Wired (Polygram TV, 1997)

Review
Wired saw Polygram TV move into an interesting sphere. Subtitled “New directions in dance”, we were treated to 35 tracks from the likes of The Prodigy, The Chemical Brothers, Underworld, Fluke, Leftfield, CJ Bolland, Morcheeba, The Orb, Massive Attack, Grid, New Order, Garbage, Everything But The Girl, Sneaker Pimps, Orbital, Alex Reece, Chicane.

The Prodigy’s raved-up electropunk of Breathe sets the scene; it’s the single edit. Fellow hoodlums and heavyweights, the Chemical Brothers drop Leave Home next, a monster before the equally juddering Atom Bomb (Atomix 1), still capable of bass overload. Sweets for my sweet; it’s CJ Bolland with a confrontational vocal courtesy of Jade 4U. If you’re of a certain age, you’ll remember the legendary NME tape Xmas Dust Up, courtesy of the Chemical boys in Dust guise. It contained about half of their mix of the Manic Street Preachers’ La Tristessa Durera; now we get the full take, made for car stereos. Slotting in well to this banging section is Danny Sabre’s nifty remix of Garbage’s Stupid Girl. Next, Underworld’s Pearl’s Girl, total killer of relentless BPMs and paranoid rhythms AKA a perfectly realised giant of a tune, a 9 minute+ album track succinctly distilled into a cracking radio edit. Drop down with The Grid & Rollercoaster’s evocative analogue synths.

Yes son, it’s time to go diabolical with Orbital’s illsick Satan. It’s followed by the topical “undefinable modern music” from Lionrock and the buoyant Call A Cab which leads into the ubiquitous Born Slippy. Moving on to something less familiar and Death In Vegas’ deeply mournful Rocco – a 4:54 version of undetermined provenance. Next are New Order and a new update of Blue Monday courtesy of Hardfloor while Chicane’s Offshore reeks of progressive ambient beats. Soft, luscious, powerful and emotive. That could equally apply to Grace’s underrated If I Could Fly, remixed by Oakenfold and Osborne, acid-tinged breakbeats. On the same tip, Goldie’s dreamy drum ‘n’ bass monster Inner City Life while we close CD1 with the atmospheric jungle breaks of Alex Reece’s thunderous Acid Lab, an Outlaw Record purchase in ’97. You had to dodge the scientologists on the way in.

Disc 2 kicks off with Garbage. Their eponymous debut album gave up five singles, with Milk being the last. Remixed for a duet with Tricky and here is that Wicked Mix. Staying spooked are the Sneaker Pimps with their haunting trip hop 6 Underground. There’s a rare misstep next on Morcheeba’s dull Tape Loop but normal service is resumed on Massive Attack’s sensual Sly, named after JR Ewing’s fabulous secretary. “I called you from the hotel phone…” – it can only be Everything But The Girl’s heart wrenching Single, surely their finest moment. Next are The Aloof with the 90s’ dripper, One Night Stand, a most symphonic stand-off for This Life generation; fond memories of 76 Sunny Hill Road in Streatham come flooding back. Sliding on through this purple patch we come to Booth And The Bad Angel with the wonderful road trip that is Dance With The Bad Angels. And then Leftfield’s searching, soaring and joyful Release The Pressure before a jubilant jubbly jaunt with The Orb on Perpetual Dawn. Keep your finger on the rewind button.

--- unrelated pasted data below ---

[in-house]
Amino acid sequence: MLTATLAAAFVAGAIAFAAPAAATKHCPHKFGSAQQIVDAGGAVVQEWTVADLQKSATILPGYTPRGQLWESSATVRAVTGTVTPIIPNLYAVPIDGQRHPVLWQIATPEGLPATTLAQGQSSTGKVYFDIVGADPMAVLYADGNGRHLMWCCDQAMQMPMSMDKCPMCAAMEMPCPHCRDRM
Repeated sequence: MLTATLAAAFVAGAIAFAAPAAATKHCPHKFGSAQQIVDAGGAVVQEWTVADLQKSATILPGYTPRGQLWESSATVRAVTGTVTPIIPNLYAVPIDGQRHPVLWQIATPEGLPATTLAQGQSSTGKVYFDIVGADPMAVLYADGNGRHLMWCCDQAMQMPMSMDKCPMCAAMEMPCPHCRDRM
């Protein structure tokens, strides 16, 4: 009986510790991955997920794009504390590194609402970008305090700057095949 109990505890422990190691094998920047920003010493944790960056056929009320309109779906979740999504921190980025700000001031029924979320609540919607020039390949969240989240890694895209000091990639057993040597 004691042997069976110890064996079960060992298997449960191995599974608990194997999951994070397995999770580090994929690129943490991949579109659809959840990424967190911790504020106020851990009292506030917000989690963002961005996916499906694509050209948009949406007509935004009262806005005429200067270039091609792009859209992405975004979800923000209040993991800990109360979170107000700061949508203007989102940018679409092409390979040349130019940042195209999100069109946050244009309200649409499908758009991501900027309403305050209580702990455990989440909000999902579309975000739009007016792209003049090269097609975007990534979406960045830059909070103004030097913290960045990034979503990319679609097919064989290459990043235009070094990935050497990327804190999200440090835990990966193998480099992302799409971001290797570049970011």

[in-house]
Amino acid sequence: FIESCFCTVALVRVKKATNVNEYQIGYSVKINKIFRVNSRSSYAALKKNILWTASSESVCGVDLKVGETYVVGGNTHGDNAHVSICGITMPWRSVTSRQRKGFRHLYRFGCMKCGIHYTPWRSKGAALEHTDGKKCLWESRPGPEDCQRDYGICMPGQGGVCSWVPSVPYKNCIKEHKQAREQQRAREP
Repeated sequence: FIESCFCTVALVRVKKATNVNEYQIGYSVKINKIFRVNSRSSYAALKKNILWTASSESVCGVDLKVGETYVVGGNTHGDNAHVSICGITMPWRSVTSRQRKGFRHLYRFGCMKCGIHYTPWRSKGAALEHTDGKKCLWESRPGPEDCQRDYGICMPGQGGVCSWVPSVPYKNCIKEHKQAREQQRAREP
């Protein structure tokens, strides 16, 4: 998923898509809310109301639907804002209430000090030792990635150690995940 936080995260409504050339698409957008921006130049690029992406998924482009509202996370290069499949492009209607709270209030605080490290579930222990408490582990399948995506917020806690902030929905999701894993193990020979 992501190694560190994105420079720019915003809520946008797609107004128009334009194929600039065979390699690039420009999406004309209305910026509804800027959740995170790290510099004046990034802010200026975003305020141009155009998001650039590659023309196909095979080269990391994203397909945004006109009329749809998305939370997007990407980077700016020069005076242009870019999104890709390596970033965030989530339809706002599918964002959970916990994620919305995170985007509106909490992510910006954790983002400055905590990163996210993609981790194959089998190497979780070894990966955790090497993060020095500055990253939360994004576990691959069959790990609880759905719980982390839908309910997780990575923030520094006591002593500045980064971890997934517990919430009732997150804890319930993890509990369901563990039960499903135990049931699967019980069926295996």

Darius Keeler and Danny Griffiths formed Archive in 1994 together with female singer Roya Arab and young rapper Rosko John. By the time Wired was released, they had broken up – although would later reform with Power Of Dreams’ Craig Walker handling vocals. Londinium is haunting stuff, smoky late night trip hop. Next are Dubstar with the melancholic dreampop masterpiece Stars. And then The Stone Roses – somewhat unnecessary – with Cold Shah Warrow. Meanwhile Pulp’s Disco 2000 gets the banger treatment from Motiv 8, just a tad too fast. Much more satisfying is The Beloved’s ageless Satellite, “keep on drifting” while it’s a pleasant surprise to hear the Vocal Version of Dreadzone’s late night thriller Little Britain. Getting into a state are Electronic with the 808 remix of Disappointed which is immediately followed by the lads’ apocalyptic In Yer Face. Lastly we trip back to the early part of the decade with The Shamen’s tasty Progen 91 (I.R.P. In The Land Of Oz), remodeled by Paul Oakenfold. Last will and testament.

Favourite tracks
Everything But The Girl – Single

The Aloof – One Night Stand

Booth & The Bad Angel – Dance Of The Bad Angels

Alex Reece – Acid Lab

Lest we forget
Archive – Londinium

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3 Responses to Wired (Polygram TV, 1997)

  1. andynoax says:

    Strangely, I only picked this up in a charity shop last week – I already had most of the songs but was intrigued by the remixes, album tracks and one obscurity (Archive)

    The ones I were most pleased to own for the first time were the Dreadzone, Orbital and Pulp songs. I liked The Booth & The Bad Angel one too. Apparently the edit of ‘Perpetual Dawn’ is unique to this collection.

  2. Pingback: Fused (Polygram TV, 1997) | A Pop Fan's Dream

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